The duel in Italic antiquity was often charged with social and religious meanings, as in the case of the judicial duel (a clash between two champions to avoided the one of the armies they belonged to), or the contests or games organized to honor the dead in funeral ceremonies. It is not excluded that those in Valcamonica could be the mythological or legendary depiction of an epic duel between two ancestors, heroes, or gods.
A noteworthy category among these figures are the large outlined warriors from Paspardo, 90 to 140 cm tall, with the faces depicted in profile and sex and weapons clearly in view (Rock 4 from In Vall and rock 5 from Dos Sottolaiolo).
Horses and horsemen
Ridden horses make their appearance in the iconographic repertoire of rock engravings only during the Iron Age. In antiquity the horse possessed not only a great economic value, but also – and above all – an ideological and symbolic one, so owning one or multiple horses must have characterized different ranks within the social hierarchy also in Valcamonica.
In particular, the figure of a large horse with a rider and his squire (Rock 27 in Foppe di Nadro) stands out, testifying to the extraordinary importance attributed to the mount during the Iron Age. Moreover, it also seems to highlight a precise differentiation of social roles in the distinction between the rider – armed with shield and spear (perhaps a Camunian princeps?) – and the “squire,” drawn in smaller proportions while on foot, driving the steed and bearing the rider’s spear.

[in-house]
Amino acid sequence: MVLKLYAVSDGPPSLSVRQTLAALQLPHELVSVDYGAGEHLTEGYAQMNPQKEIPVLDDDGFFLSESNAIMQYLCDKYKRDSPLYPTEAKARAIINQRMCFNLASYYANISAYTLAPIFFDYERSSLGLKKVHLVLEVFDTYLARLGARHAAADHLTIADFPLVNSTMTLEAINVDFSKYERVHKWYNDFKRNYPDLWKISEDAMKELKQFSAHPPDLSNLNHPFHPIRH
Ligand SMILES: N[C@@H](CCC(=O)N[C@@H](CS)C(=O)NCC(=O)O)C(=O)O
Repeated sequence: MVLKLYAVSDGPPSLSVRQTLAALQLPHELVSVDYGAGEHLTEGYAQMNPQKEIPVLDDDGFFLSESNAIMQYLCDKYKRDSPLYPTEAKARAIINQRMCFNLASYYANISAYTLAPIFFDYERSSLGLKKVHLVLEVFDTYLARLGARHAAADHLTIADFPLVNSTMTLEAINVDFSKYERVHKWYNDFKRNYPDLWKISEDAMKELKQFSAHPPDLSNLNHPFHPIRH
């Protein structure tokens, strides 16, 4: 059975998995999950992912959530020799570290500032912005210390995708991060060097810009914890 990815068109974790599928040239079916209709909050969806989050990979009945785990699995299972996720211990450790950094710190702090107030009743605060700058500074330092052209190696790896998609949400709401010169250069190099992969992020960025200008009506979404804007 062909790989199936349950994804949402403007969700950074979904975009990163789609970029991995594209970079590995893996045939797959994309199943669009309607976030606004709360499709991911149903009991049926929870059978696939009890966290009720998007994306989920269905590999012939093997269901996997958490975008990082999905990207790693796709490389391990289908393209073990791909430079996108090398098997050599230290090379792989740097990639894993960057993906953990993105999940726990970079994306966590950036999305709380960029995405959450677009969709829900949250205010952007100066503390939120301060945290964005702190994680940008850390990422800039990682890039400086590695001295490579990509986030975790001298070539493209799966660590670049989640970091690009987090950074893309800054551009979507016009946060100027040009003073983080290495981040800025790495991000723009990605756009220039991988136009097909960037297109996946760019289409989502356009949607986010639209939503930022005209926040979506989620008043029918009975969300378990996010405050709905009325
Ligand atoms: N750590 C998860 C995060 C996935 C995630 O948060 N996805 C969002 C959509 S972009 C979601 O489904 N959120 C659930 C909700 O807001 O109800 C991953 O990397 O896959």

Depictions of birds – mostly waterfowl, corvids, and galliforms – bear strong symbolic values among many ancient cultures. In some emblematic cases, waterfowl become mounts of armed figures or – transformed into an ornithomorphic boat-like pattern – “carry” short inscriptions, written in the local alphabet (the so-called “Camunian alphabet,” a variation of the North Etruscan one). About this subject, it is important to mention the exceptional concentration of waterfowl on Rock 7 in Foppe di Nadro, and the beautiful giant wader on Rock 49 in Campanine di Cimbergo.
Depictions of huts or buildings are among the dearest themes to Camunian artists already in the Early Iron Age (10th-7th centuries BCE) and are distinguished by an extreme typological variety: no two “huts” have the exact same structure, all of them have at least a detail differentiating them from the rest.